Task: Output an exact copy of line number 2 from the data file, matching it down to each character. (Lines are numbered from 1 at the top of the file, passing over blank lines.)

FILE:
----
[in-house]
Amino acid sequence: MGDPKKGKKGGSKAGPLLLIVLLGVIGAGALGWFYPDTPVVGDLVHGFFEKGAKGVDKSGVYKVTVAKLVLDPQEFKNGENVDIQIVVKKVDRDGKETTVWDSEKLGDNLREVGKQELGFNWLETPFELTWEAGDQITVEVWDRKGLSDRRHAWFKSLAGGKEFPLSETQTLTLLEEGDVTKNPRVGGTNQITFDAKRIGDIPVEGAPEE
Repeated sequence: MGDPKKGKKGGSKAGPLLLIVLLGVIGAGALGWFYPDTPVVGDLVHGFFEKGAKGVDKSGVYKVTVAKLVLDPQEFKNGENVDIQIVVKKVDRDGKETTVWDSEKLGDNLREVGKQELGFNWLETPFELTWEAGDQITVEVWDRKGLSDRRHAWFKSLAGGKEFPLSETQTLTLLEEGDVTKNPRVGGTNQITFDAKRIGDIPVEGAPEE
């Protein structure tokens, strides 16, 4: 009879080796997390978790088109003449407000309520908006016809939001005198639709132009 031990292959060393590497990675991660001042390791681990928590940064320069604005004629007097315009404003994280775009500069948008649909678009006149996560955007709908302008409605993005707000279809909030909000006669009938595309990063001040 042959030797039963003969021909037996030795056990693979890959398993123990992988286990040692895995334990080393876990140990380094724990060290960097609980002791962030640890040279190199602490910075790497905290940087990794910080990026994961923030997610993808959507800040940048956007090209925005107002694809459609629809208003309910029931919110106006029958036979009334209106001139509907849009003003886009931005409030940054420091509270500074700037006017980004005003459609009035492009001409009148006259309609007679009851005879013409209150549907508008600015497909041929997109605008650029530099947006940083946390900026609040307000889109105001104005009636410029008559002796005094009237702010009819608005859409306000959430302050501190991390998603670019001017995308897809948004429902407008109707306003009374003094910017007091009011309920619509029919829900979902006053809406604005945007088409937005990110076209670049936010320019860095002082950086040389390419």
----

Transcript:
Amino acid sequence: MGDPKKGKKGGSKAGPLLLIVLLGVIGAGALGWFYPDTPVVGDLVHGFFEKGAKGVDKSGVYKVTVAKLVLDPQEFKNGENVDIQIVVKKVDRDGKETTVWDSEKLGDNLREVGKQELGFNWLETPFELTWEAGDQITVEVWDRKGLSDRRHAWFKSLAGGKEFPLSETQTLTLLEEGDVTKNPRVGGTNQITFDAKRIGDIPVEGAPEE